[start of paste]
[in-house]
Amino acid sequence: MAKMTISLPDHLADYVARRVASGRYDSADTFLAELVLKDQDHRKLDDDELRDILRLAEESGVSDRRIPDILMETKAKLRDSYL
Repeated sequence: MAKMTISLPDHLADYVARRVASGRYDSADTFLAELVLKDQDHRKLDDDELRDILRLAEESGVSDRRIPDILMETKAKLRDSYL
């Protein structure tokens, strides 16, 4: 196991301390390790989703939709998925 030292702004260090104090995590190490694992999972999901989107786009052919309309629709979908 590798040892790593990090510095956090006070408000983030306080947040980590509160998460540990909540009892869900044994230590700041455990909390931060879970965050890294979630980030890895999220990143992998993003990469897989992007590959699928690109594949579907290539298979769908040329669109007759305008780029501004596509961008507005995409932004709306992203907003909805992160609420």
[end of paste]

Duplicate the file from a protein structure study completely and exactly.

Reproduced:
[in-house]
Amino acid sequence: MAKMTISLPDHLADYVARRVASGRYDSADTFLAELVLKDQDHRKLDDDELRDILRLAEESGVSDRRIPDILMETKAKLRDSYL
Repeated sequence: MAKMTISLPDHLADYVARRVASGRYDSADTFLAELVLKDQDHRKLDDDELRDILRLAEESGVSDRRIPDILMETKAKLRDSYL
């Protein structure tokens, strides 16, 4: 196991301390390790989703939709998925 030292702004260090104090995590190490694992999972999901989107786009052919309309629709979908 590798040892790593990090510095956090006070408000983030306080947040980590509160998460540990909540009892869900044994230590700041455990909390931060879970965050890294979630980030890895999220990143992998993003990469897989992007590959699928690109594949579907290539298979769908040329669109007759305008780029501004596509961008507005995409932004709306992203907003909805992160609420």